I’ve been listening to a new podcast lately called The Minimalists. Maybe you have heard of it or are listening along as well. The Minimalists is composed of two men living a simple, more meaningful lifestyle based in Montana. I love this podcast for several reasons. For instance, it is more of a conversation with listeners than someone talking at you for an hour or so. It feels as though the hosts are right there with you, instead of thousands of miles away. They also answer a lot of practical questions from listeners that help connect minimalism to everyday life circumstances in which I can easily relate.
Recently on the podcast, The Minimalists brought up the subject of collecting things such as records, DVDs, or so be it. They suggested that collections are essentially equivalent to hoarding. That really stuck with me – I’ve had a lot of collections over the years such as key chains, postcards, Beanie Babies, CD’s, and so forth. While I don’t have many of these things anymore, and they likely did bring value to my life at the time, I would say I’ve reduced most of my belongings to encompass merely one collection nowadays. Cookbooks. I collect, um…I mean hoard, cookbooks. I love a new cookbook, the feeling of breaking open a brand new book with a gorgeous cover, clean and crisp pages, breathtaking photos of food, personal stories by the author, and pages upon pages of new recipes. For these reasons, I much prefer cooking from an actual physical, “hold-in-your-hand” cookbook than anything electronic. If you love cookbooks as much as I do (which you probably do if you are reading this right now) you’d absolutely adore an independently-owned cookbook store in the Fremont neighborhood of Seattle, The Book Larder, which not only has a plethora of cookbooks, but frequently hosts author talks and book discussions for cookbook authors from across the nation. Unfortunately, this has only fueled my obsession for new cookbooks which seem to be piling up. Here are some of my favorite to date (not pictured: The Sprouted Kitchen and Bowl & Spoon, two of my most referenced):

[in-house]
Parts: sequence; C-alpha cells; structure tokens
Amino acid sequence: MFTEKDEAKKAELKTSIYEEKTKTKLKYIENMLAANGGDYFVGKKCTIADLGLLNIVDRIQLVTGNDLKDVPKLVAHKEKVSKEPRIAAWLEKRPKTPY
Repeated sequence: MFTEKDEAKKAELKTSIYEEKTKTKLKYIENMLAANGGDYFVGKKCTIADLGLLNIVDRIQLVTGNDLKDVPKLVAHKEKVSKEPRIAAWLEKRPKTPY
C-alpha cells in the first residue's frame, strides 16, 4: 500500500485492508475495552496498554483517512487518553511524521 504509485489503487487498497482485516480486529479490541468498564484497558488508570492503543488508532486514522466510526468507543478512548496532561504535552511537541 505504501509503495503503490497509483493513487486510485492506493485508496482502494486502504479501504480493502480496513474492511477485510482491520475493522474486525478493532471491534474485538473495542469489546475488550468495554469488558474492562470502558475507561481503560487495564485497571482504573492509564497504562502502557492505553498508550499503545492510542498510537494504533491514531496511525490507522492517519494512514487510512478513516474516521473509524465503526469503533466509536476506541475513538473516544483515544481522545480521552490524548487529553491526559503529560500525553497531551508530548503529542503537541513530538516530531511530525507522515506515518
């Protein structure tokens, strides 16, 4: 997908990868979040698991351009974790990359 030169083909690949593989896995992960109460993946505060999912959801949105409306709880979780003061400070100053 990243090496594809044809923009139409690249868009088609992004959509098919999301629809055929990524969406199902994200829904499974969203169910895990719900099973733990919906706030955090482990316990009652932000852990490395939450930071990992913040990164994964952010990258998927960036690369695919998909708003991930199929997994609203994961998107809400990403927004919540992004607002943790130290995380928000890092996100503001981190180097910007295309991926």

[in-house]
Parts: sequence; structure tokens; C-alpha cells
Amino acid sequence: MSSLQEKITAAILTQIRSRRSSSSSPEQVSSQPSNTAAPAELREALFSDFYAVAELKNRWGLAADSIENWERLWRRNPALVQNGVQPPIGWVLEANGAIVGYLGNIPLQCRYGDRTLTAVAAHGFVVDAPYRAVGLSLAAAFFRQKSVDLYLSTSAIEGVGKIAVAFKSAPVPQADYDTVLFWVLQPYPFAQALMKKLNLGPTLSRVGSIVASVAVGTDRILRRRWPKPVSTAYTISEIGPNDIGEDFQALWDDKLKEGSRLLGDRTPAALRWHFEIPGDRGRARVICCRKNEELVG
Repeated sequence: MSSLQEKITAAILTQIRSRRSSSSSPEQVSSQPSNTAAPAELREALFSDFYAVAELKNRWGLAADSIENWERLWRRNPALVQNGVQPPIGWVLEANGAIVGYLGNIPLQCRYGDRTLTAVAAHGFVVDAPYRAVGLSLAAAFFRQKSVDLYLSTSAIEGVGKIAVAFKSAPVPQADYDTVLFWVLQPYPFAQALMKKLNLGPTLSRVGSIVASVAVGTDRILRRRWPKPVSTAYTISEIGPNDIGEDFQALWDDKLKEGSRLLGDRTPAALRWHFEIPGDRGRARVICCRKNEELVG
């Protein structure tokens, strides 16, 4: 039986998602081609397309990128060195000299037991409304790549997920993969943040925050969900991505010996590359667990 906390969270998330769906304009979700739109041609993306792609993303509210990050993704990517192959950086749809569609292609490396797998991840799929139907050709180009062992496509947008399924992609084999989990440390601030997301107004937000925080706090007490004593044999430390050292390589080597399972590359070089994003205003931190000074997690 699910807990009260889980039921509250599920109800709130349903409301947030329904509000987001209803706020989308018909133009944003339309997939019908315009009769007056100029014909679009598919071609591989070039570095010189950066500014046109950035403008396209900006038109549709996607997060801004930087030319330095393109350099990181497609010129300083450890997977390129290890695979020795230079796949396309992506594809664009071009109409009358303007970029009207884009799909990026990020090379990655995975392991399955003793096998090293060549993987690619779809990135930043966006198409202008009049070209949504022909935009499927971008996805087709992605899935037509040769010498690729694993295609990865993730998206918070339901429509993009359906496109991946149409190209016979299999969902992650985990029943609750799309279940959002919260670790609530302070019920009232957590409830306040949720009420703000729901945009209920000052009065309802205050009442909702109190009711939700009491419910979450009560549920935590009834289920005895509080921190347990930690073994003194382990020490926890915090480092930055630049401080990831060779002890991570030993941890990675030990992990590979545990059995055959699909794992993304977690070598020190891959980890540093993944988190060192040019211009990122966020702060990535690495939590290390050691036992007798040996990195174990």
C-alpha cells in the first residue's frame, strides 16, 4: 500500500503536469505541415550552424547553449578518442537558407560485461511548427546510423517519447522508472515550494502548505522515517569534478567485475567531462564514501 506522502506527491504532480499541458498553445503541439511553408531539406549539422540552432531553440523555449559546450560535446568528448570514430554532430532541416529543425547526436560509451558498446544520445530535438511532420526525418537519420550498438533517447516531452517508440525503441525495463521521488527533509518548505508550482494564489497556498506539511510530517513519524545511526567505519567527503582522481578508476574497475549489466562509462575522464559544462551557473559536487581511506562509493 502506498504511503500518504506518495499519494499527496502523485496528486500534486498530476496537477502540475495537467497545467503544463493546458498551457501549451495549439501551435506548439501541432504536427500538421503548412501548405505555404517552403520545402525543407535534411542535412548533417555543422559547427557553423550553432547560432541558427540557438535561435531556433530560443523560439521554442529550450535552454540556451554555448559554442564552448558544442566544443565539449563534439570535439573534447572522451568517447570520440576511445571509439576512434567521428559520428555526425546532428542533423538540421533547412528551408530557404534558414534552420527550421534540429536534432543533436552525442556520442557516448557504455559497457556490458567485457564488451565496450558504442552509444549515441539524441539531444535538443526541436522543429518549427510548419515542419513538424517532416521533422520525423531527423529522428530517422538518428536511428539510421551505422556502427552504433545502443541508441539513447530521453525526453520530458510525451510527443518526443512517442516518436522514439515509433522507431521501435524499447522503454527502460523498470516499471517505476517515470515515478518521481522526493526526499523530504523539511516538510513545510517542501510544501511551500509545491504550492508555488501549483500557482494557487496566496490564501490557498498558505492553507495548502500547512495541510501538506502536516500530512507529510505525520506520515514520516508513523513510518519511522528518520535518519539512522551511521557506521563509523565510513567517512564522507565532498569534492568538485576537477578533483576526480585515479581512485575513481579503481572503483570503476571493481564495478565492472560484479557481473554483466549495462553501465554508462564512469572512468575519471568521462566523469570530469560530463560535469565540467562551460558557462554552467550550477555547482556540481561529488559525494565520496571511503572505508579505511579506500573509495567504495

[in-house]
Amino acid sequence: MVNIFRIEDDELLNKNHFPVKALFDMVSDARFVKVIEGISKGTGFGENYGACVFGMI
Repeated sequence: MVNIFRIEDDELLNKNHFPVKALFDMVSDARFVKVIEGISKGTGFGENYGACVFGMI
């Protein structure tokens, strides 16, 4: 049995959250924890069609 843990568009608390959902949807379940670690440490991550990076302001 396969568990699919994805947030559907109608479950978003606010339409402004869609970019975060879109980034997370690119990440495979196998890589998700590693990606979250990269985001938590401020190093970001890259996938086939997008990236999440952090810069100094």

I am not sure Joshua and Ryan from The Minimalists would approve…but cookbooks are a passion of mine so they couldn’t object too much. However, I feel a little guilty buying new cookbooks all the time, especially when most of the recipes can be accessed online these days. Talk about how the times have changed. I can pretty much find any recipe or dish online in a matter of seconds. Within a few more seconds, I can figure out pretty much any substitution for an ingredients in a recipe and also read a list of reviews to help me decide whether I should go forth and create the recipe in the first place. And while I much prefer cookbooks, I do still find myself accessing a list of sites or food blogs online for quite a bit of my everyday cooking (and happen to write one myself…).
In the spirit of The Minimalists, the recipe I am sharing today is actually modified from one of my favorite food blogs, Not a Without Salt, by Ashley Rodriguez. She is famous, at least here in the Pacific Northwest, for her salted chocolate chip cookies. I’ve made these cookies at least a dozen times and adore them immensely. Since discovering some food sensitivities to dairy, gluten, corn, nightshades, etc. I haven’t been able to indulge in the recipe for quite some time. However, I decided to make some modifications and give it a go. I substituted gluten-free flour for all-purpose white and Earth Balance for the butter. I also added in a mix of Theo’s 70% and 85% dark chocolate, roughly chopped in large rustic morsels. The end result was an extremely moist and rich flavored cookie which melted in my mouth and was absolutely worth sharing.
Gluten-Free & Dairy Free, Salted Chocolate Chip Cookies
Modified from Not Without Salt
Makes approximately 18 cookies (depending on size)
8 oz vegan butter (Earth Balance)
1/4 cup organic, white sugar
1/4 cup Turbinado sugar
1 3/4 cup brown sugar, packed
2 tsp vanilla (1/4 oz)
3 1/2 cup All-Purpose Gluten-Free flour (I prefer the Namaste brand from Costco)
1 1/2 tsp Baking soda
3/4 tsp Kosher salt
2 bars of good chocolate (one 75% and one 85% dark chocolate, preferably Theo’s)
a couple pinches of flaky salt (e.g. Maldon) for sprinkling on top
Preheat the oven to 360º F. Prepare a cookie sheet with a silicon baking sheet or parchment paper.
In a large mixer, cream the Earth Balance and the sugars until light and fluffy, about 5 minutes on medium high. Continue mixing while adding the eggs one at time, and then the vanilla.
In a separate bowl, combine the gluten-free flour, baking soda and salt.Whisk to combine all of the ingredients. Then, slowly add the flour into the butter and sugar mixture with the machine on low. Mix until just combined and then fold in the chocolate with a spatula. The dough is best when refrigerated for at least 30 minutes.
Once ready to bake, scoop the cookie dough onto the prepared baking sheet in small balls. Flatten the balls just slightly and finish the cookies with a pinch of the flaky sea salt. Bake for 10-12 minutes until lightly golden brown on the outside while still soft in the middle.